It's good to talk

Talking it Over

Whose opinion do you trust, when three friendships become a ménage à trois that disintegrates catastrophically? Who is the victim and who is the perpetrator? Is there an innocent bystander, an unsuspecting accomplice, or a selfish socipath in their midst? Can any one character ever be described in such extremes, when everyone might be guilty or blameless to some degree? Julian Barnes attempts to answer, or at any rate pose, these questions in Talking it Over. His three narrators all speak in the first person, discussing their own versions of events, their reactions and calculations, and their readings of each other's experiences: the last, with varying degrees of accuracy.

It's an an illuminating portrayal of three incomplete personalities which, while forming a whole that's just a little too big for the comfort of its component parts, would be unstable with any piece missing. But this method of contrasting first-hand accounts, while illuminating, has its own risks. Lengthy internal monologues have difficulties retaining emotional ambiguity. James Joyce and Mark Haddon both triumphed over the internal monologue's literalization and crystallization of emotion: the one by sly, ungrammatical undercurrents of id; the other by the transformation of an emotional dysfunction into emotional tension. But while Barnes effortlessly causes the reader's sympathy to move from one character to the next, by revealing some event or motivation that was never suspected, he nonetheless pins the sympathy in place after each move. We are in no doubt, on any given page, about who we should be rooting for, exactly how they are feeling and who is at fault; when the scene rearranges it quickly clears once more.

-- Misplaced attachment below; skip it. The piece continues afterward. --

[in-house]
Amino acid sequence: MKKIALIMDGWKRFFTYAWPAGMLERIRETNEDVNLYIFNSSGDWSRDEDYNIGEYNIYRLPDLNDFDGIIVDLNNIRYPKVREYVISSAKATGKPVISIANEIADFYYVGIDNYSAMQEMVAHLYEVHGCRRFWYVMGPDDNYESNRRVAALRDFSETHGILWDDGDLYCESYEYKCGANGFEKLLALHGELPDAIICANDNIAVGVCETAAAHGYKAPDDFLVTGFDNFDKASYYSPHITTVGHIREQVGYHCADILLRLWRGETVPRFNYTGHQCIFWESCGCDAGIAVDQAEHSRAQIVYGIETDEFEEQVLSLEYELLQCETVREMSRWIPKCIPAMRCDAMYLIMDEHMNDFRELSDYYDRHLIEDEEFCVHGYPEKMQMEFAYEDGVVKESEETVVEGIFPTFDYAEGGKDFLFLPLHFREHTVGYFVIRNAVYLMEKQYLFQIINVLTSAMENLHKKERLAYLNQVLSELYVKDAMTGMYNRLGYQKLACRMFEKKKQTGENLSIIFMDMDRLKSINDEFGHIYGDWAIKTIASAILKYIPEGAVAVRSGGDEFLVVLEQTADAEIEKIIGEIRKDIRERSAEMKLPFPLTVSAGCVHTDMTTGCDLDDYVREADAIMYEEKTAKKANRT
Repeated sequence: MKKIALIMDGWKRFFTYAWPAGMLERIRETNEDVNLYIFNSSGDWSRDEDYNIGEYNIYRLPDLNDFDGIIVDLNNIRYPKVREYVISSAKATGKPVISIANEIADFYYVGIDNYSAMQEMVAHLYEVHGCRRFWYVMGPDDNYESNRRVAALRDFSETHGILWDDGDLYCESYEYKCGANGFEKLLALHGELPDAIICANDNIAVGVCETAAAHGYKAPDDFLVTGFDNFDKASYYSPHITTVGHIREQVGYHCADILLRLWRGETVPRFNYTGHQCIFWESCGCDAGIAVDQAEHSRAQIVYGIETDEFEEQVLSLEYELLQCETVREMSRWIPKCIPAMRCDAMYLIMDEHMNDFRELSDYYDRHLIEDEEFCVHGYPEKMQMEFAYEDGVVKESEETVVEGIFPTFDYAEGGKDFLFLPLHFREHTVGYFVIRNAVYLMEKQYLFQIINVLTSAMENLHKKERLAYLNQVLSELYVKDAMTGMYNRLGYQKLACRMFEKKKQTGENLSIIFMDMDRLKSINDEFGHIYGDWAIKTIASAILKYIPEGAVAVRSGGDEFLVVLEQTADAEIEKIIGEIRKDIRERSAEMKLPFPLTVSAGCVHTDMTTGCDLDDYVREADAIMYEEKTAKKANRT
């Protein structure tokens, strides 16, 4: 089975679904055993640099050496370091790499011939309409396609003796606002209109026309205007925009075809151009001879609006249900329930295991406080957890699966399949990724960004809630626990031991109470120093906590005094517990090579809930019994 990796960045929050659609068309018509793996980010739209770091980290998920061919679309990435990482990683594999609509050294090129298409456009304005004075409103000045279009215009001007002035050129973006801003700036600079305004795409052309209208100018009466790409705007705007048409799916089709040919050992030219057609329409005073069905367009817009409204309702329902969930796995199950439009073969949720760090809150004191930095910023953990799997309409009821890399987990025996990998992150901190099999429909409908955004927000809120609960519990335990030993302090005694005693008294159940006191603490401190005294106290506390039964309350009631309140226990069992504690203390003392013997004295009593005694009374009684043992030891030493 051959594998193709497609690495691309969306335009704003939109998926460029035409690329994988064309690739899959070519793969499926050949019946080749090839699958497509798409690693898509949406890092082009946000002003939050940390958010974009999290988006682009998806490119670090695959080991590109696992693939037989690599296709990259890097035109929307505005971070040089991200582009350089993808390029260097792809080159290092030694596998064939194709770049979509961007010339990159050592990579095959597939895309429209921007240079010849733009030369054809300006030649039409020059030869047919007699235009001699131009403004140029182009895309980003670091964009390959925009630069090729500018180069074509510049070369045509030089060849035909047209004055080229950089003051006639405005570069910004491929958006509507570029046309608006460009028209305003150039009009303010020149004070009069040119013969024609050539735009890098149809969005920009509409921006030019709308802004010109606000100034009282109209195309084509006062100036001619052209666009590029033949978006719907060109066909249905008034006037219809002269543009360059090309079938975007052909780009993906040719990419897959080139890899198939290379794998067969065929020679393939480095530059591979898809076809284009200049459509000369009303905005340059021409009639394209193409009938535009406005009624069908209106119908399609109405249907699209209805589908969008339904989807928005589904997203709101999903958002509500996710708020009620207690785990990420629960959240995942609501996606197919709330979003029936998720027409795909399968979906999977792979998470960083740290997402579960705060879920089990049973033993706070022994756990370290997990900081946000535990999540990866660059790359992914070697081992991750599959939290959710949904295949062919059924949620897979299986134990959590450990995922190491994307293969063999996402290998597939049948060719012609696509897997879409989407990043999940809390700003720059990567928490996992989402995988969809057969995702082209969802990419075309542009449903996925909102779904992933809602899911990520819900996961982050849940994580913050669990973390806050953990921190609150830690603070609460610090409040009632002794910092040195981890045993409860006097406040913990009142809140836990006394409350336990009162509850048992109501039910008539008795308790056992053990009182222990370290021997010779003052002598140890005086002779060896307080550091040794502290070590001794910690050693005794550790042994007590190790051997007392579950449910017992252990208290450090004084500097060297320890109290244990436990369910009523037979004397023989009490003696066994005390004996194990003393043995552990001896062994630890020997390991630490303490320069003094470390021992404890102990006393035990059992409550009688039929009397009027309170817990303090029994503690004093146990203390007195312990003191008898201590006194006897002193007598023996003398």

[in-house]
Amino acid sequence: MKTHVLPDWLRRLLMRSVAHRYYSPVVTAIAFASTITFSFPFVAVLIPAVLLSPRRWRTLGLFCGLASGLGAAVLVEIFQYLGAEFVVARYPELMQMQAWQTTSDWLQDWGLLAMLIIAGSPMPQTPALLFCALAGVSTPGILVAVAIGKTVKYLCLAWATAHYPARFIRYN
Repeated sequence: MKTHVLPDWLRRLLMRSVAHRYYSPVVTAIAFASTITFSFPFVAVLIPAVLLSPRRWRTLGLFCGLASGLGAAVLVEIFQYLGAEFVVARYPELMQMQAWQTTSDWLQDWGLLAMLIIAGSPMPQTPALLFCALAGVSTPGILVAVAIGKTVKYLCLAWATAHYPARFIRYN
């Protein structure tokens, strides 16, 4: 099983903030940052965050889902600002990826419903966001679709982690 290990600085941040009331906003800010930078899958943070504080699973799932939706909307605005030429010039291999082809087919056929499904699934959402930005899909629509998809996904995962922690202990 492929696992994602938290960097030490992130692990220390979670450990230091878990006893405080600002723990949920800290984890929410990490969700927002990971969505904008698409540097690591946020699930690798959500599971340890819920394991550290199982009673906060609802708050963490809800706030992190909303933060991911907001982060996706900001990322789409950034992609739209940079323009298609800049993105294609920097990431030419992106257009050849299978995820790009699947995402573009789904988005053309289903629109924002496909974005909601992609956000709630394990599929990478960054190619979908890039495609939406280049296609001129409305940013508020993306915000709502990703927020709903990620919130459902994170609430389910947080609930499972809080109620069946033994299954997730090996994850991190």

The characters, for all their development and internal coherence, often feel like two-tiered constructs, their structure designed specifically to illuminate the difference between how their outer surfaces are perceived and how their inner selves suffer. And there's much that Barnes doesn't address here that Beckett's Endgame covers admirably, even if Barnes is far more accessible. Still, Talking it Over is written with Barnes' typical and accomplished skill for characters and dialogue, and an attention to detail that serves him well as---almost as editor of these three personal accounts---he juxtaposes opinion with opinion so as to try to approach the truth. Whatever that might be.